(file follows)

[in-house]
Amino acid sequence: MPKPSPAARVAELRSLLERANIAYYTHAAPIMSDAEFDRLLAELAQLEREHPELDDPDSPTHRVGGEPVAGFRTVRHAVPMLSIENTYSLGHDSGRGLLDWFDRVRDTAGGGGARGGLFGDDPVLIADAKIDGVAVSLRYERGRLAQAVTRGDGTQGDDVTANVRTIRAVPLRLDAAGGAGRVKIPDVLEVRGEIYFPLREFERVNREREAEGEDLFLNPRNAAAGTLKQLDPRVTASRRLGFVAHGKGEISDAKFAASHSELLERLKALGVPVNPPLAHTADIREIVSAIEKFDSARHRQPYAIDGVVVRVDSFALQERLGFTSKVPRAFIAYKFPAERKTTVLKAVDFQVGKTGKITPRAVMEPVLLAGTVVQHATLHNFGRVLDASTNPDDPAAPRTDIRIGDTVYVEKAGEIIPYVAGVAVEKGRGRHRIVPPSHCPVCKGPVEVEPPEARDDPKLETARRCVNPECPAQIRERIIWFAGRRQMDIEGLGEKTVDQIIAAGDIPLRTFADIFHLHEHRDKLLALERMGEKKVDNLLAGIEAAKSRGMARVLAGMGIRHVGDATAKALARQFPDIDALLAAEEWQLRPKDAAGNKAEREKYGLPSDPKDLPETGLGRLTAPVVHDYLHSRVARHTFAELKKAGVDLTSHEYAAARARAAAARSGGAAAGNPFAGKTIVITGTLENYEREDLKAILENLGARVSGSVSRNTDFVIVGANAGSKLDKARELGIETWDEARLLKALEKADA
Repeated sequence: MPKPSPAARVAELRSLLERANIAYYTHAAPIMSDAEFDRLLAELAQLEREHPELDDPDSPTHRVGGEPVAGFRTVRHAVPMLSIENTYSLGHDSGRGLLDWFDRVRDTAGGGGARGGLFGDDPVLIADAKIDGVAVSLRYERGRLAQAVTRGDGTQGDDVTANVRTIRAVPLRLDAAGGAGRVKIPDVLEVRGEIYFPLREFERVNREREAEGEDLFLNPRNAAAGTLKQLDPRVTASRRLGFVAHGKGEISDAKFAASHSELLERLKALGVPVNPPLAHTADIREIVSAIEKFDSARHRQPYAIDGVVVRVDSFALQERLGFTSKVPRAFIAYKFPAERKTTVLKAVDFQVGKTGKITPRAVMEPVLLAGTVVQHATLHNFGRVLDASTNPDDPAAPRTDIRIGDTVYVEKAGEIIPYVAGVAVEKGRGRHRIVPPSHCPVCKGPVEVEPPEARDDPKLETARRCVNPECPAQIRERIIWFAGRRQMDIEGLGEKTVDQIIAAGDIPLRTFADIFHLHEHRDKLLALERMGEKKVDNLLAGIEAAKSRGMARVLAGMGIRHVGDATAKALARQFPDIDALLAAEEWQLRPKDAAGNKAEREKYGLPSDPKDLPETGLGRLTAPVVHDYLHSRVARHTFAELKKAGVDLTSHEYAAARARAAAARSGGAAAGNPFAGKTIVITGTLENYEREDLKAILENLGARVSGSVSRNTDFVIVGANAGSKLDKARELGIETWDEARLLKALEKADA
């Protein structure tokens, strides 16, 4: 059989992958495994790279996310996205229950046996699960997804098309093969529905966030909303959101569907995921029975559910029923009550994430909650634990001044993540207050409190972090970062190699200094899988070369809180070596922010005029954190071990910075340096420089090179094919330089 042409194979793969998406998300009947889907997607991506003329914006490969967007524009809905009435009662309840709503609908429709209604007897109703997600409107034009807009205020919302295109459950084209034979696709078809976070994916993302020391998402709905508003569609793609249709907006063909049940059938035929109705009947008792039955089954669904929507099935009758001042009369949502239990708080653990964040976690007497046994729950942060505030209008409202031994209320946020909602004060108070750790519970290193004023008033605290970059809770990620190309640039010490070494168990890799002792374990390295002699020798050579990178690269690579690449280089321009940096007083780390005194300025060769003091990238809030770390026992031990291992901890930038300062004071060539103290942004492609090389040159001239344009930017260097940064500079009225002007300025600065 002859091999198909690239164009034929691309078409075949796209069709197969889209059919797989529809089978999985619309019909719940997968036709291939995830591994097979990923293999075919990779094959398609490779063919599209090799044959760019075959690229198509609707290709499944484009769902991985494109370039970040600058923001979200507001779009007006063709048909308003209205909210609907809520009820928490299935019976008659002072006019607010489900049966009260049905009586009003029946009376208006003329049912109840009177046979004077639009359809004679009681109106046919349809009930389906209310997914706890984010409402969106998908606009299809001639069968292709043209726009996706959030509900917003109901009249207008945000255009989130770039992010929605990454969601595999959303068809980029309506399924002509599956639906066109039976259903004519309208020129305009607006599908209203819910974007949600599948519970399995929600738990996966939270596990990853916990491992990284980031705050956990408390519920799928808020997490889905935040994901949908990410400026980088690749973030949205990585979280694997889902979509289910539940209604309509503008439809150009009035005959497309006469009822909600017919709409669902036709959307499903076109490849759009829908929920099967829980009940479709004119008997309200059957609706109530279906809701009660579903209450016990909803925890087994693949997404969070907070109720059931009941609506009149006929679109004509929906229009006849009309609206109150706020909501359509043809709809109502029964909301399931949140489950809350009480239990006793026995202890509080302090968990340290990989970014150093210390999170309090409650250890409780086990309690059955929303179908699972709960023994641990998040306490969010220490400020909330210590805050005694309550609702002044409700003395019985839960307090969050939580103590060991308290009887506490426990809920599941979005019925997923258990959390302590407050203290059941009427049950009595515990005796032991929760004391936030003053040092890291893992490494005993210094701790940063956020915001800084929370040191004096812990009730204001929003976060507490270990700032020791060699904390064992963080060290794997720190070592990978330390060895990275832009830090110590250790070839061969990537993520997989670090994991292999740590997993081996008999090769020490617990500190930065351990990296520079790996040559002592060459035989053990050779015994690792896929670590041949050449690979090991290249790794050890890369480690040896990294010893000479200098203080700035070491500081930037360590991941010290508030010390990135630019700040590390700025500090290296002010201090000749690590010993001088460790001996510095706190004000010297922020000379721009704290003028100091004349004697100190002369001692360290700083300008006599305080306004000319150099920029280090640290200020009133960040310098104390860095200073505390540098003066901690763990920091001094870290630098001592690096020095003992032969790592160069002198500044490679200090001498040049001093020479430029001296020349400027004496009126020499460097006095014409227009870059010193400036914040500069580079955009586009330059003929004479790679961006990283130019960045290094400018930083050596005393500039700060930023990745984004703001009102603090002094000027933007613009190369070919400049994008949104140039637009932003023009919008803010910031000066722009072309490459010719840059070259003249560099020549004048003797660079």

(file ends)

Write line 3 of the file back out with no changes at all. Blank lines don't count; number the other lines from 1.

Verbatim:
Repeated sequence: MPKPSPAARVAELRSLLERANIAYYTHAAPIMSDAEFDRLLAELAQLEREHPELDDPDSPTHRVGGEPVAGFRTVRHAVPMLSIENTYSLGHDSGRGLLDWFDRVRDTAGGGGARGGLFGDDPVLIADAKIDGVAVSLRYERGRLAQAVTRGDGTQGDDVTANVRTIRAVPLRLDAAGGAGRVKIPDVLEVRGEIYFPLREFERVNREREAEGEDLFLNPRNAAAGTLKQLDPRVTASRRLGFVAHGKGEISDAKFAASHSELLERLKALGVPVNPPLAHTADIREIVSAIEKFDSARHRQPYAIDGVVVRVDSFALQERLGFTSKVPRAFIAYKFPAERKTTVLKAVDFQVGKTGKITPRAVMEPVLLAGTVVQHATLHNFGRVLDASTNPDDPAAPRTDIRIGDTVYVEKAGEIIPYVAGVAVEKGRGRHRIVPPSHCPVCKGPVEVEPPEARDDPKLETARRCVNPECPAQIRERIIWFAGRRQMDIEGLGEKTVDQIIAAGDIPLRTFADIFHLHEHRDKLLALERMGEKKVDNLLAGIEAAKSRGMARVLAGMGIRHVGDATAKALARQFPDIDALLAAEEWQLRPKDAAGNKAEREKYGLPSDPKDLPETGLGRLTAPVVHDYLHSRVARHTFAELKKAGVDLTSHEYAAARARAAAARSGGAAAGNPFAGKTIVITGTLENYEREDLKAILENLGARVSGSVSRNTDFVIVGANAGSKLDKARELGIETWDEARLLKALEKADA